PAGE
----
Did Israel steal Iran’s clouds? Tehran looks for source of ‘suspicious’ climate change
As Iran is suffering from severe drought, its officials are struggling to explain the disastrous weather conditions. An Iranian general believes Israel is behind the cloud and snow theft, but meteorologists cast their doubts.
Brigadier General Gholam Reza Jalali, head of Iran's Civil Defense Organization, accused the Islamic Republic's old regional adversary, Israel, of taking the lead in "suspicious" climate change in the country. The general says researches have proof that Tel-Aviv, with some allies, are putting a crimp in precipitation on Iranian soil.
"Foreign interference is suspected to have played a role in climate change," Jalali told a news conference on Monday as cited by Isna. He added that Iranian research centers can "confirm" the claim.
Pinning the blame on Tel Aviv, he said that "joint teams from Israel and one of the neighboring countries make the clouds entering into Iran barren. Moreover, we are faced with the cases of cloud theft and snow theft." In a bid to cement his statement, Jalali cited the results of a survey showing that above 2,200 meters all mountainous areas between Afghanistan and the Mediterranean are covered in snow, except Iran.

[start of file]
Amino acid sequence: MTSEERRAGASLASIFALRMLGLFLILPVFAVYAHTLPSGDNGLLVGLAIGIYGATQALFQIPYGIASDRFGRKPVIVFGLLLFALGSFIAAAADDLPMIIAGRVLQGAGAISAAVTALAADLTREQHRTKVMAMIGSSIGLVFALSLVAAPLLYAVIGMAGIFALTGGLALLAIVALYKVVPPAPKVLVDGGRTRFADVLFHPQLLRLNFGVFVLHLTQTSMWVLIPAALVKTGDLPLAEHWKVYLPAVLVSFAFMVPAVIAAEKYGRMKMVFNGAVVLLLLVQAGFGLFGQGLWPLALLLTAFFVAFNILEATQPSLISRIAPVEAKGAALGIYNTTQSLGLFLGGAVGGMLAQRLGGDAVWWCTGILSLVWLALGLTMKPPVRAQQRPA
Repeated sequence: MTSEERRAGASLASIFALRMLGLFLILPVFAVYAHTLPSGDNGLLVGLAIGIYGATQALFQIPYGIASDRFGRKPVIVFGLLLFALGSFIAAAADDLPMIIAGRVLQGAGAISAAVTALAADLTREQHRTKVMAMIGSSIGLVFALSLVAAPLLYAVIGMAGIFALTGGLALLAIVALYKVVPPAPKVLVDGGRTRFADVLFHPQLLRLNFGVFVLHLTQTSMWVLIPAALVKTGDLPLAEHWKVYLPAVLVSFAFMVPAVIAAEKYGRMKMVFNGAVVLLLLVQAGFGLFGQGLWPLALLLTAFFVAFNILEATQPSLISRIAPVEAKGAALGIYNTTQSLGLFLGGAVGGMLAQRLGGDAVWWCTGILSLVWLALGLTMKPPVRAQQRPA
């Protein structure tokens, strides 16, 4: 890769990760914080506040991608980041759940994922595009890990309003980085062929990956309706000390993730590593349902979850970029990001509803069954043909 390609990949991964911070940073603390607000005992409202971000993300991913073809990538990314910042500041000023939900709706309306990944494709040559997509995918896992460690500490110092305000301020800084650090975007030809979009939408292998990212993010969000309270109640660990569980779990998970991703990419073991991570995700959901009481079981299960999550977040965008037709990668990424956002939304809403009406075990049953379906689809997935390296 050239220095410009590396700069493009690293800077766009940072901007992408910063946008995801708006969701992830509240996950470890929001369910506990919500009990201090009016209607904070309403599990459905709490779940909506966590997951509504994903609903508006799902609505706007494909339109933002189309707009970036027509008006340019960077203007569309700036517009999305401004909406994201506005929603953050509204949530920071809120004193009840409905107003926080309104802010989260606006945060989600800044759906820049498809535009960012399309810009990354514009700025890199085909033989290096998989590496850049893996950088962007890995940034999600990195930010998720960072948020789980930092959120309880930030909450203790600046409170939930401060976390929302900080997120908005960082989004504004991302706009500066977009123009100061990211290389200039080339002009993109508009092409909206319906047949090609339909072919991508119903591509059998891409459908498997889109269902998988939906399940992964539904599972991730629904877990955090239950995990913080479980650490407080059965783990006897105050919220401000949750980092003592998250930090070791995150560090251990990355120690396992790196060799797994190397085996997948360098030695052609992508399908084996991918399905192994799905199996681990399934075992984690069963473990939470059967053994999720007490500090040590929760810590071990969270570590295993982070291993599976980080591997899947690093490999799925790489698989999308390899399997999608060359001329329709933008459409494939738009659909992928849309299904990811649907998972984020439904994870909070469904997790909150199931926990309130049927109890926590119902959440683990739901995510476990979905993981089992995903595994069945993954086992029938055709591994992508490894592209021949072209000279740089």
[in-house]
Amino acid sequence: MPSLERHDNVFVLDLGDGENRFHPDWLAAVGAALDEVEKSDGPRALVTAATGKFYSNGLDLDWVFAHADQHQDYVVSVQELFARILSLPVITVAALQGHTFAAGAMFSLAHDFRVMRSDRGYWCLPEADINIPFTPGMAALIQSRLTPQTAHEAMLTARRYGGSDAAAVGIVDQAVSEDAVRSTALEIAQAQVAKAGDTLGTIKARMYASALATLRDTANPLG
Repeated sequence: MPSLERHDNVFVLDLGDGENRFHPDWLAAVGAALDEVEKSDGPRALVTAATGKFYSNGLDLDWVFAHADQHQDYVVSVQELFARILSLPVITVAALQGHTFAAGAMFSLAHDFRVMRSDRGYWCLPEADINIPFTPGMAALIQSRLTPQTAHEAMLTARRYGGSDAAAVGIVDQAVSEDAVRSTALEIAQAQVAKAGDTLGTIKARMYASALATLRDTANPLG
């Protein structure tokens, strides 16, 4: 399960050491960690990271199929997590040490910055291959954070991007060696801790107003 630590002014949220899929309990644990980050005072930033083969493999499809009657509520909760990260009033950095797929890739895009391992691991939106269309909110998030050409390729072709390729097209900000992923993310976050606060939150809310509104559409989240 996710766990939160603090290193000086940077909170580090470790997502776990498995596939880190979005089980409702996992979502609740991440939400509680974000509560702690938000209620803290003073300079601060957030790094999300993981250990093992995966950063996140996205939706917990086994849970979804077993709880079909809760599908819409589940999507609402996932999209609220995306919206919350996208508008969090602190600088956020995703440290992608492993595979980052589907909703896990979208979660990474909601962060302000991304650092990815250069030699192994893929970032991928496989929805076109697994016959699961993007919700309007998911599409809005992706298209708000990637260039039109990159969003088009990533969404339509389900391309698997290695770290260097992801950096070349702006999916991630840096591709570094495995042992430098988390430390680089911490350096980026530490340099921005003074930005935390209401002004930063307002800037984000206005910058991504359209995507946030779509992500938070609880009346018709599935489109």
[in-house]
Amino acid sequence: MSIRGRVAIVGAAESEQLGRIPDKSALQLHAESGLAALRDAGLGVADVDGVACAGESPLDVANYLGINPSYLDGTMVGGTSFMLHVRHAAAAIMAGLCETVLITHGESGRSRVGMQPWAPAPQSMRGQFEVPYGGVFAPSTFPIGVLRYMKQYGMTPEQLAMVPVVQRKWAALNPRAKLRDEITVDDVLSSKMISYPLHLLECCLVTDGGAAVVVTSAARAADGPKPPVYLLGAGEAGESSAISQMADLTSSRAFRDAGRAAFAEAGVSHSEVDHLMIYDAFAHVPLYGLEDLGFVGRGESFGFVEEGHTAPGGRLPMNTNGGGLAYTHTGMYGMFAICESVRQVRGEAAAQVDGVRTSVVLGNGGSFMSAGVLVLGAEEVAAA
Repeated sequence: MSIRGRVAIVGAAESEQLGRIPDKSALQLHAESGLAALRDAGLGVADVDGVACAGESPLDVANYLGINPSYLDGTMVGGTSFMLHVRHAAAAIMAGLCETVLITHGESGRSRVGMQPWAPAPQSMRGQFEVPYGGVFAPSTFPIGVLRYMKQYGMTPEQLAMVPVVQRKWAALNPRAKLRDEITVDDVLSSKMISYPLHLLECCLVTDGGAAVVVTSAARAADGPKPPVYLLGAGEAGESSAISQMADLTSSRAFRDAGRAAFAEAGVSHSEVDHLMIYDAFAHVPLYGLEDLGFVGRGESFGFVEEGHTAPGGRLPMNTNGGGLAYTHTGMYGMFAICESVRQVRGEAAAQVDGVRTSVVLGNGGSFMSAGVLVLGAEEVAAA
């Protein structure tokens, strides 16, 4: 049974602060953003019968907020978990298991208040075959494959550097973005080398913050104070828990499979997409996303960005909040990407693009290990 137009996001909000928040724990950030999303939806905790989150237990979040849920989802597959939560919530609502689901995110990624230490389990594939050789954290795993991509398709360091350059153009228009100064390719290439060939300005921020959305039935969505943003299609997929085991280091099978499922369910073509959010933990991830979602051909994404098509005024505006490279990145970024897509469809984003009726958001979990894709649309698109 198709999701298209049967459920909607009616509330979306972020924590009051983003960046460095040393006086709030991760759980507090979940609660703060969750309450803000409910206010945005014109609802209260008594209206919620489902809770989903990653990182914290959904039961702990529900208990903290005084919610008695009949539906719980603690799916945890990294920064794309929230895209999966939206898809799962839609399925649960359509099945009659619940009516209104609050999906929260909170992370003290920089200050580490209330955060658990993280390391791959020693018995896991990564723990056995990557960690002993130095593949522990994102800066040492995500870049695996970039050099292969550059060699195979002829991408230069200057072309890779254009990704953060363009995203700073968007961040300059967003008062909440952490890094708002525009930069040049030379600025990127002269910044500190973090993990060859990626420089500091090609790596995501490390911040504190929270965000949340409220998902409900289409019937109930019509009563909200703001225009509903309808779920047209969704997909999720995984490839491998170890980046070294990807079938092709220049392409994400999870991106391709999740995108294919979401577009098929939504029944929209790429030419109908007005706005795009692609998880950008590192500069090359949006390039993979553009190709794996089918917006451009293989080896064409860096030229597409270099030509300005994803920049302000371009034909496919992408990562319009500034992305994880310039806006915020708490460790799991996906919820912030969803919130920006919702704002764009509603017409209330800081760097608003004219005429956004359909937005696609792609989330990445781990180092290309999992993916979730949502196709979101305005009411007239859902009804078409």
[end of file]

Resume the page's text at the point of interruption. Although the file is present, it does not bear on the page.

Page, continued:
Iran’s own meteorological service, however, has its doubts regarding the claim, saying Iran is not alone in suffering from the prolonged drought as it "is a global trend." Jalali "probably has documents of which I am not aware, but on the basis of meteorological knowledge, it is not possible for a country to steal snow or clouds," the head of Iran's meteorological service Ahad Vazife, said as quoted by Isna.
Another Iranian researcher still left the door open for the cause of the drought, saying one should look closely at the claims of the general to establish their accuracy.
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